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Copyright Notice

   Copyright (c) 2013 IETF Trust and the persons identified as the
   document authors.  All rights reserved.

   This document is subject to BCP 78 and the IETF Trust's Legal
   Provisions Relating to IETF Documents
   (http://trustee.ietf.org/license-info) in effect on the date of
   publication of this document.  Please review these documents
   carefully, as they describe your rights and restrictions with respect
   to this document.  Code Components extracted from this document must
   include Simplified BSD License text as described in Section 4.e of
   the Trust Legal Provisions and are provided without warranty as
   described in the Simplified BSD License.

Table of Contents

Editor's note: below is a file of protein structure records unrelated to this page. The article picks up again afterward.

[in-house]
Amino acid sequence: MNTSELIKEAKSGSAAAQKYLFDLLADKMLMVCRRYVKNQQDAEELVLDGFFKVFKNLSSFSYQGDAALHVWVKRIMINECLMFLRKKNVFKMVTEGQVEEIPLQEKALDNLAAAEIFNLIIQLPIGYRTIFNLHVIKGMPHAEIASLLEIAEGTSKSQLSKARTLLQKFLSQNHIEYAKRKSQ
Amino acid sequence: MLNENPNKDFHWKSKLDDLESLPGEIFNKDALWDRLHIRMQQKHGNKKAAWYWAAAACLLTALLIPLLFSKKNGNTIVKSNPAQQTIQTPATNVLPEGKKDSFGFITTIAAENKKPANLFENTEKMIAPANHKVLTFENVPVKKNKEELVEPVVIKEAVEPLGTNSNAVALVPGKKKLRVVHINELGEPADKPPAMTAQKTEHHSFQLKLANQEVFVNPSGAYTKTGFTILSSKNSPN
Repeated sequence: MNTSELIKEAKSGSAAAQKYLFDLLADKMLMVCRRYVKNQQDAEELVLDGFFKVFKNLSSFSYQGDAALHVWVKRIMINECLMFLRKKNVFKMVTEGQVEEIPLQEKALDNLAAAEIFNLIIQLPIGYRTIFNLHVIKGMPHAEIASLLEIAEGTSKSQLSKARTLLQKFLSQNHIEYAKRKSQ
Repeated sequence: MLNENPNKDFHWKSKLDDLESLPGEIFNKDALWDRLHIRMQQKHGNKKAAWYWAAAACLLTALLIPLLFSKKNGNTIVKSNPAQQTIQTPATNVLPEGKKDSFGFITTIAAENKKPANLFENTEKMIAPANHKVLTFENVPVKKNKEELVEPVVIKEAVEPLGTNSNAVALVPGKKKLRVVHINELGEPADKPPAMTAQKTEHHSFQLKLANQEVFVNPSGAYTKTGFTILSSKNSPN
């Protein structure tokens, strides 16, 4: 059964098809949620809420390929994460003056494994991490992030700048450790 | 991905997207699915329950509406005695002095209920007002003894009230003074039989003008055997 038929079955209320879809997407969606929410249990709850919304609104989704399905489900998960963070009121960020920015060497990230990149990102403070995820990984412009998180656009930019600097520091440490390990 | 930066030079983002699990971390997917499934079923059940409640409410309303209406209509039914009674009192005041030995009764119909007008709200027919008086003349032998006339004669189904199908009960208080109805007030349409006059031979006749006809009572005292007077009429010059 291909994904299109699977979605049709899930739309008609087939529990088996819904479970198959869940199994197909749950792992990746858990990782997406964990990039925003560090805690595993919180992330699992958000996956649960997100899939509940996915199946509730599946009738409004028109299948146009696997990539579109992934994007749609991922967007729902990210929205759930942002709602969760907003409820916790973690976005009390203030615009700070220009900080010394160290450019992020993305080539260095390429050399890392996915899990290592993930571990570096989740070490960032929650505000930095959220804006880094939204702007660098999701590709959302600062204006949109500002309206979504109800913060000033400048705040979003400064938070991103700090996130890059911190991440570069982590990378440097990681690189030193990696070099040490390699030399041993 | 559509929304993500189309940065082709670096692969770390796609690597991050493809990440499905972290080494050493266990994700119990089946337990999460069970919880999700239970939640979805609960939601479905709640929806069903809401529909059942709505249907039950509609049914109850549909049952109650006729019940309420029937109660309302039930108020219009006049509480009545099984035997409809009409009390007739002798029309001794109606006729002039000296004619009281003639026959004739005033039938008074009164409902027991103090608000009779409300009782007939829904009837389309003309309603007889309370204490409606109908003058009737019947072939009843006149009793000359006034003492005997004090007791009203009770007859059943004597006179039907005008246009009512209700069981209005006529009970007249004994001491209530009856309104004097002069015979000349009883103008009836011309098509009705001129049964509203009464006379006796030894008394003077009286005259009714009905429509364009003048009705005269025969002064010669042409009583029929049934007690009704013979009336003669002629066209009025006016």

1. Introduction ....................................................3 2. Terminology .....................................................4 3. Problem Statement ...............................................4 4. What SIP CLF Is and What It Is Not ..............................5 5. Alternative Approaches to SIP CLF ...............................5 5.1. SIP CLF and Call Detail Records ............................6 5.2. SIP CLF and Packet Capture Tools ...........................6 5.3. SIP CLF and Syslog .........................................7 5.4. SIP CLF and IPFIX ..........................................8 6. Motivation and Use Cases ........................................8 7. Challenges in Establishing a SIP CLF ...........................10 8. Information Model ..............................................11 8.1. SIP CLF Mandatory Fields ..................................11 8.2. Mandatory Fields and SIP Entities .........................13 9. Examples .......................................................14 9.1. UAC Registration ..........................................15 9.2. Direct Call between Alice and Bob .........................17 9.3. Single Downstream Branch Call .............................20 9.4. Forked Call ...............................................25 10. Security Considerations .......................................35 11. Operational Guidance ..........................................37 12. Acknowledgments ...............................................37 13. References ....................................................37 13.1. Normative References .....................................37 13.2. Informative References ...................................38